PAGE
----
Ask H&H: How can worm counts help my horse?

  • Q: At my yard, worm counts are done on a regular basis, and if the horses come back with less than 50 eggs in the faeces (a reading of zero), no worming is performed.

    We are allowed to worm if we think it is necessary, but it is not a requirement.

    In that past I have wormed my horse according to my own worming plan, rather than based on worm count results.

    If we follow the yard’s guidelines, some horses will not have been wormed for years. Can this be the correct thing to do?

    EH, Tyne and Wear

    Gillian Booth of Westgate Labs, providers of postal worm egg counts, replies:

    Worms can cause serious problems for horses, so you are right to be cautious,” Gillian said.

    “First, regarding worm egg counts, it is important to time the tests correctly — samples should be taken when worming is due, as this is when eggs start to reappear in the dung. A series of tests, taken every three months, will give the best picture.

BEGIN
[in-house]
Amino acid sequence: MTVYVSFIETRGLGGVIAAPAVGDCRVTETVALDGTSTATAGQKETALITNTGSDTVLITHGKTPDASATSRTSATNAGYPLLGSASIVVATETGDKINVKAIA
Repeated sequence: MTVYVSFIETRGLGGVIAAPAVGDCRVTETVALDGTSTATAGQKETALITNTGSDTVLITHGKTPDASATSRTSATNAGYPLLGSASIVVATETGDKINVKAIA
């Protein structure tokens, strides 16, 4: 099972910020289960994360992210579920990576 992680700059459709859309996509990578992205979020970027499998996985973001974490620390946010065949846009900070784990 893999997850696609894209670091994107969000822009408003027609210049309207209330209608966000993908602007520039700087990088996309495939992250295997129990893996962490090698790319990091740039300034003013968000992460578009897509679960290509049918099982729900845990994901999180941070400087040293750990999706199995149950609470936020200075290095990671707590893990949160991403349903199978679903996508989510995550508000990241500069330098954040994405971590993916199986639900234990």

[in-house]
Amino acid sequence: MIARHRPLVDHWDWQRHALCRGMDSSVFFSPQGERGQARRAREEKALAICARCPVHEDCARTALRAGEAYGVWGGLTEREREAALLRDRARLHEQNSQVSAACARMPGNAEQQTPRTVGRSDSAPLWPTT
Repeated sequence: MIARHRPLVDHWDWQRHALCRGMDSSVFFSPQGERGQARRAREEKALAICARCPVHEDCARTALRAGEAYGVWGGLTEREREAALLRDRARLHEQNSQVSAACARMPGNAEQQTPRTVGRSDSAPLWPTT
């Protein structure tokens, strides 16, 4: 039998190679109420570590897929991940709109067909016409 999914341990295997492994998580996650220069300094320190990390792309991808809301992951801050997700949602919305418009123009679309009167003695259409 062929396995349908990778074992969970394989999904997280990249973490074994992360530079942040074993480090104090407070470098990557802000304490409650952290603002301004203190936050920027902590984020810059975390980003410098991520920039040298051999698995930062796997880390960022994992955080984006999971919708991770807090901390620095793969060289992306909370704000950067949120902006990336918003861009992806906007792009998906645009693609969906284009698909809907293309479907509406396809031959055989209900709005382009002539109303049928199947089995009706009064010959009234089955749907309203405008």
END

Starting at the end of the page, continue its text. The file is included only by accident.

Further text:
“Your yard results are excellent at less than 50 eggs per gram — in effect a count of zero. This is the widely accepted, correct way to report a clear result,” she continued.

    “A count will normally show the presence of adult, egg-laying redworm and roundworm. It is not a definitive test for tapeworm, so your yard should have a policy in place for this, regardless of worm count results. This might be an ‘Elisa’ blood test, taken by your vet, a saliva-based test, or a wormer that covers tapeworm.”

    Another important consideration is the possibility of “hidden worms” — encysted stages of redworm.

    “As these immature stages can be dormant for several years and don’t lay eggs, they can’t be detected in a faecal count,” said Gillian.

    “A routine winter dose to target encysted worms is recommended as standard.”

    Horse & Hound (17 September, ’09)

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